My Philadelphia: Richard Landau and Kate Jacoby

Chefs and owners of hot spot Vedge dish on their new cookbook and Philly's vegan dining scene

Husband-and-wife team Richard Landau and Kate Jacoby recently released their third cookbook, "Vedge: 100 Plates Large and Small That Redefine Vegetable Cooking." We sat down with Landau and Jacoby and talked about the vegan dining scene in Philadelphia, as well as where the chefs go to eat.

What is it like working with each other at the restaurant?

RL: It’s amazing. Kate runs the front of the house, the wine program, the bar program and [makes] the desserts, and I do all the food so our paths don’t cross as much as you would think. We built this together and we’re both so proud of it.

KJ: Food brought us together. We’re our biggest fans and toughest critics so it’s nice that we’re cooking for each other.

RL: We’re always trying to impress each other, even after 12 years together.

Vedge isn’t just a successful vegan restaurant; carnivores and vegans alike love it. Did you expect that kind of response?

RL: If you open up a vegetarian or vegan restaurant and cater only to vegetarians and vegans, you’re going to have a very hard time making a living. We don’t preach that we’re a vegan or vegetarian restaurant, there’s no literature here, no one is dressed up in the cow suit with a meat is murder sign out front. We kept that low key and made it all about the food. By being food forward we really reach out to the mainstream.

KJ: When we opened Vedge in 2011, it was a perfect time when people were fully embracing plant-based diets and vegan food. Five, ten years ago it was a little bit different. The culture of eating has changed. People are a lot more friendly to the idea of a plant-based diet so they don’t think it’s weird to come out and eat all kinds of different vegetables for dinner.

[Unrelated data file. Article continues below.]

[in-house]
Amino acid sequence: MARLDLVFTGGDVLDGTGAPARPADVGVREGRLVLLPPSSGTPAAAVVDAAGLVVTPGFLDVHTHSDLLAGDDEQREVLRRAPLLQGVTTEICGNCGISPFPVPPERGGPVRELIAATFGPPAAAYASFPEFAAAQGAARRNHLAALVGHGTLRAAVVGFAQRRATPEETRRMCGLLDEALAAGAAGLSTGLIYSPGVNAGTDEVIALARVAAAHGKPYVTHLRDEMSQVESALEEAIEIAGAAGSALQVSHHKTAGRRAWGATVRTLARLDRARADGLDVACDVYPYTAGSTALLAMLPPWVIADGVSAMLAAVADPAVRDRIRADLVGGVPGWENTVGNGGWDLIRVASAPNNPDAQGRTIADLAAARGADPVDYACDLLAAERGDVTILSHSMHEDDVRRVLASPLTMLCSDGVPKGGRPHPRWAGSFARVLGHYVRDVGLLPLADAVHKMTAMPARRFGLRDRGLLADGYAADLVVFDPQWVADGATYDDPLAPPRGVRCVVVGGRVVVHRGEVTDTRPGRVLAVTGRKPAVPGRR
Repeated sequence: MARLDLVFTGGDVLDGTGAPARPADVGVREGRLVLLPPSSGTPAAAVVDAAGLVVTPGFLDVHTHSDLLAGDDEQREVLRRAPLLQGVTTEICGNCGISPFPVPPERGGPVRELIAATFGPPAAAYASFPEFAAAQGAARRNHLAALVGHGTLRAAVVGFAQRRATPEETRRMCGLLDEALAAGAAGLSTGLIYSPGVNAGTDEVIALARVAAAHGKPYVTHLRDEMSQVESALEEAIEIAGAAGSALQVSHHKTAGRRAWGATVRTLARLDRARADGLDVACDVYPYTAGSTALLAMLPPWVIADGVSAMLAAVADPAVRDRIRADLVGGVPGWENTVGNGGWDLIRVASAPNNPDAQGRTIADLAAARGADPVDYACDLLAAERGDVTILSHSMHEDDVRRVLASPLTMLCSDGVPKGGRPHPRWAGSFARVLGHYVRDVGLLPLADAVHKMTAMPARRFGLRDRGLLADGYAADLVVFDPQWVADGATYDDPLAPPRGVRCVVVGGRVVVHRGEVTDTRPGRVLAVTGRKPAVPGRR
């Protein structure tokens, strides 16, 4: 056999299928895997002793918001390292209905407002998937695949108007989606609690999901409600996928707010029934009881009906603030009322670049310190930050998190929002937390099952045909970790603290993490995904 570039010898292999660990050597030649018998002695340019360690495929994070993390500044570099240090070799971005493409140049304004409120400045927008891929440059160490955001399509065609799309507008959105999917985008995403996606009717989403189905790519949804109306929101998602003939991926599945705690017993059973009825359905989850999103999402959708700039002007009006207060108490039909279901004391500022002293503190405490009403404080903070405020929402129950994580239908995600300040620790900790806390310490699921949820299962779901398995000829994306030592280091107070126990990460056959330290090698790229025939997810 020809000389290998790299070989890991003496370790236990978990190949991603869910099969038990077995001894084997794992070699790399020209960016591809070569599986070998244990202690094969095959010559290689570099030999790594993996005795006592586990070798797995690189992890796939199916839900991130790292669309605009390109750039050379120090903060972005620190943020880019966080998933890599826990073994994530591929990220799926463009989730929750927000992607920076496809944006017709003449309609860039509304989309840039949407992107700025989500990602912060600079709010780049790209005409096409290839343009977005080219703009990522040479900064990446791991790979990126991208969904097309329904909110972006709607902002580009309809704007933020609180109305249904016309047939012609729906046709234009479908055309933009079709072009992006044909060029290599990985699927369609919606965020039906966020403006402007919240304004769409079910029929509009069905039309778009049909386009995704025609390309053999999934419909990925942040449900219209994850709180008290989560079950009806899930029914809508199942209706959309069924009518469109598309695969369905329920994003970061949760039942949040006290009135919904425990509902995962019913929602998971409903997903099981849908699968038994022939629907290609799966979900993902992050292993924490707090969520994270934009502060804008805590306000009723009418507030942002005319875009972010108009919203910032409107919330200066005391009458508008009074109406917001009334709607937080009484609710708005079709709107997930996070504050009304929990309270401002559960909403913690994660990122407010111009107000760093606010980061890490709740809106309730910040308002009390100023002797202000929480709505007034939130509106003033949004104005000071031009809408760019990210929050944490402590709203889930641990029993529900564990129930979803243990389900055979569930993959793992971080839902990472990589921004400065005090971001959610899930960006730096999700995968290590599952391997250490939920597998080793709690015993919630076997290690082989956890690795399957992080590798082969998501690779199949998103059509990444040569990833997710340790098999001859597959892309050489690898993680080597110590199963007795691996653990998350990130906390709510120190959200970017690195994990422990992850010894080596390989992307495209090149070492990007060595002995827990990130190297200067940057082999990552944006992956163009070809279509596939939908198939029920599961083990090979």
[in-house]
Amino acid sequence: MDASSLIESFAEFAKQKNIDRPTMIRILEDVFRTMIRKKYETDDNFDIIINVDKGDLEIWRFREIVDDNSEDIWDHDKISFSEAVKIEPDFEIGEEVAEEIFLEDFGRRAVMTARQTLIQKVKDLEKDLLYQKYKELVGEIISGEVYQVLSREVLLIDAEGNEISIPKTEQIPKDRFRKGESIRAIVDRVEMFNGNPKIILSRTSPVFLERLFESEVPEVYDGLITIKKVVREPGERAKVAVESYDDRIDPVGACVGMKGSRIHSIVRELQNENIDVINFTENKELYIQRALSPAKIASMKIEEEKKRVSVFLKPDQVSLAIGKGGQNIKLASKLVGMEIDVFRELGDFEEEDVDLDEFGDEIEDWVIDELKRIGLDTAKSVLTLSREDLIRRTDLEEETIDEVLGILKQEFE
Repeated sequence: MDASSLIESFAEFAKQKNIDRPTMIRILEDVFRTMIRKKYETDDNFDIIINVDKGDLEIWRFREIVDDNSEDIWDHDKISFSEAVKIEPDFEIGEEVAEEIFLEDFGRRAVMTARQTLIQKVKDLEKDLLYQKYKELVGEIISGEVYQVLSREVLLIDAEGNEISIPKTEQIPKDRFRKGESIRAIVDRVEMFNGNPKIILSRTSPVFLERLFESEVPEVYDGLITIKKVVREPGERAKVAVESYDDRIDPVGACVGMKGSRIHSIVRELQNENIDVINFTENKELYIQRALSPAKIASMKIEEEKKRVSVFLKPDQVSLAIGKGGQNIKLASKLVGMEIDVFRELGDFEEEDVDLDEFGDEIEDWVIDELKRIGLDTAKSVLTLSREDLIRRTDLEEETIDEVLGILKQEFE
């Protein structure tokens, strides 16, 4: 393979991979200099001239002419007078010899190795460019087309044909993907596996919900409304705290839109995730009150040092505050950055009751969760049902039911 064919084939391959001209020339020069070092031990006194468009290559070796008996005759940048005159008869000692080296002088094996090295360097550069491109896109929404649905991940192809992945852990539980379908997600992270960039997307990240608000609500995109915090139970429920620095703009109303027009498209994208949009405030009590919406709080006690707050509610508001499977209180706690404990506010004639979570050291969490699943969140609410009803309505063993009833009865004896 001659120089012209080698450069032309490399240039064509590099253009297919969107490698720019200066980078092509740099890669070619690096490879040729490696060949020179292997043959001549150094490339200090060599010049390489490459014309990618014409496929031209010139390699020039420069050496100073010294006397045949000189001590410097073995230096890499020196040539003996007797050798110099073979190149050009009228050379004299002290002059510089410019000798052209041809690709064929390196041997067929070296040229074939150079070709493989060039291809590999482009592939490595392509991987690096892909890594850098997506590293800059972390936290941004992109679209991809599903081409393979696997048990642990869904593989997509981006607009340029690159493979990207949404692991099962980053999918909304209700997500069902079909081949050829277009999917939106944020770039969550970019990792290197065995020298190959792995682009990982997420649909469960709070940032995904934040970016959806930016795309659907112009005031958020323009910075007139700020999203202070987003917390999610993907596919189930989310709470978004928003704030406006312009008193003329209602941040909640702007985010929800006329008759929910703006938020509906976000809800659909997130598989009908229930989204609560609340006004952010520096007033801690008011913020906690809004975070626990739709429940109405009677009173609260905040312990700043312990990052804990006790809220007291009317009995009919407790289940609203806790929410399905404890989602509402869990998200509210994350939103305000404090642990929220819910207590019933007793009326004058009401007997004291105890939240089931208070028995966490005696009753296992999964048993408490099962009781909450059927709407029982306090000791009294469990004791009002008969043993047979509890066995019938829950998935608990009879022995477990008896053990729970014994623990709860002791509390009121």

Vedge

Tell us about your new cookbook. What do you hope people take from it?

RL: We wanted to bring the restaurant into people’s homes. A lot of people don’t cook vegetarian at home because they’re too intimidated. They don’t think vegetables belong in the center of the plate. They think they’re a side dish. We want people to really believe in it and know that it’s easy.

What are some of your favorite recipes?

KJ: The first one that everyone seems to make out of the book is the shaved brussel sprouts with whole-grain mustard. People are reporting back, “I made this and it worked out great!”

RL: There’s a really nice ode to South Philadelphia in there called the “Broccoli Rabe Philly Style.” It makes the best sandwich if you get that on an Amoroso roll.

A lot of the recipes in your cookbooks are inspired by your travels. What advice can you give visitors on getting the most out of a city’s dining scene that they’re not necessarily familiar with?

KJ: Look at the people who are living there. In Philly, the Vietnamese population is strong and we have some fantastic Vietnamese restaurants. I would suggest going to the city’s restaurant critics or food editors and asking them. People are so accessible these days through email, Twitter and Facebook.

RL: Don’t do the cliques. You have to dive deeper into the dining scene and research what’s coming in locally. We have Lancaster. We have Jersey. Great produce comes from those areas. Find restaurants that really feature what grows in that area.

What is your best advice for people who are trying to vegan-ize their diet?

RL: Don’t deprive yourself. Don’t feel like it’s a nuts and berries diet. Don’t feel like you have to go ultra-healthy and just eat bean sprouts, steamed kale and wheat germ. Grab a soft white roll and stuff it with fried tofu if you have to. Eat well. Indulge. Don’t deprive yourself of luxury food because veganism can be very indulgent. It doesn’t have to be 100% strict. If you slip a little bit, it’s okay. Get right back into it the next day but don’t give up. It’s not a religion; it’s just a state of mind.

Where do you like to go out to eat?

KJ: We love ethnic food. We’re safe when we go to Ethiopian, Indian or Vietnamese restaurants because the cooking is very bold, and oftentimes certain dishes are naturally vegan so it’s easy for us.

RL: There’s a place called Mumbai Bistro on Walnut Street that does a lot of great vegan curries. We just found a place called Kidari on 18th and South streets that has some vegetarian maki rolls that are just outstanding. The gritty ethnic spots are where chefs eat.

What is Philadelphia’s best-kept secret?

RL: It’s one of the most vegan friendly cities in the country. You can get a vegan cheesesteak anywhere that will make you wonder why you ever ate the real thing.

Jessica Lopez
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